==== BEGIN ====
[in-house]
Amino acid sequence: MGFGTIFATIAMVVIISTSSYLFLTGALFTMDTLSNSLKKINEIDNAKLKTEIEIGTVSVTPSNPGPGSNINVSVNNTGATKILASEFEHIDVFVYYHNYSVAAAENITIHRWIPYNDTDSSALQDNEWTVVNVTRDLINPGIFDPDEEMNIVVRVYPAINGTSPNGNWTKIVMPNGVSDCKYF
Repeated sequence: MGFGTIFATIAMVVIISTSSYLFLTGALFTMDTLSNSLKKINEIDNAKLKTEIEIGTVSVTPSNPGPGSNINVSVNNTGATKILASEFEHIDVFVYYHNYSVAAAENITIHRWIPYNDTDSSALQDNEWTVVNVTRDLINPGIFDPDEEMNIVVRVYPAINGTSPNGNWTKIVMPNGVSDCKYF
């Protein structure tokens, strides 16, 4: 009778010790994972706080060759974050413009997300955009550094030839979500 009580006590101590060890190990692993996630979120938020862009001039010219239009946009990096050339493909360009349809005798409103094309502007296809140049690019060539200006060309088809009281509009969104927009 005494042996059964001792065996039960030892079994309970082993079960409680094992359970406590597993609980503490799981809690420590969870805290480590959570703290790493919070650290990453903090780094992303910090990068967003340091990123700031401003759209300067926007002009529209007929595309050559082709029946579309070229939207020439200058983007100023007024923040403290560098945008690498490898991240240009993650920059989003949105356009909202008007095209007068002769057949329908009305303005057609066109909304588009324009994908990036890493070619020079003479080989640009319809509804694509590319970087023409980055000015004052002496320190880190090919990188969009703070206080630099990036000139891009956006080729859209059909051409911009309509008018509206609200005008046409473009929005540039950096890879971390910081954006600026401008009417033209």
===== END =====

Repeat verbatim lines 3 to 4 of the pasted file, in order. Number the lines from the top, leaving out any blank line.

Repeated sequence: MGFGTIFATIAMVVIISTSSYLFLTGALFTMDTLSNSLKKINEIDNAKLKTEIEIGTVSVTPSNPGPGSNINVSVNNTGATKILASEFEHIDVFVYYHNYSVAAAENITIHRWIPYNDTDSSALQDNEWTVVNVTRDLINPGIFDPDEEMNIVVRVYPAINGTSPNGNWTKIVMPNGVSDCKYF
């Protein structure tokens, strides 16, 4: 009778010790994972706080060759974050413009997300955009550094030839979500 009580006590101590060890190990692993996630979120938020862009001039010219239009946009990096050339493909360009349809005798409103094309502007296809140049690019060539200006060309088809009281509009969104927009 005494042996059964001792065996039960030892079994309970082993079960409680094992359970406590597993609980503490799981809690420590969870805290480590959570703290790493919070650290990453903090780094992303910090990068967003340091990123700031401003759209300067926007002009529209007929595309050559082709029946579309070229939207020439200058983007100023007024923040403290560098945008690498490898991240240009993650920059989003949105356009909202008007095209007068002769057949329908009305303005057609066109909304588009324009994908990036890493070619020079003479080989640009319809509804694509590319970087023409980055000015004052002496320190880190090919990188969009703070206080630099990036000139891009956006080729859209059909051409911009309509008018509206609200005008046409473009929005540039950096890879971390910081954006600026401008009417033209």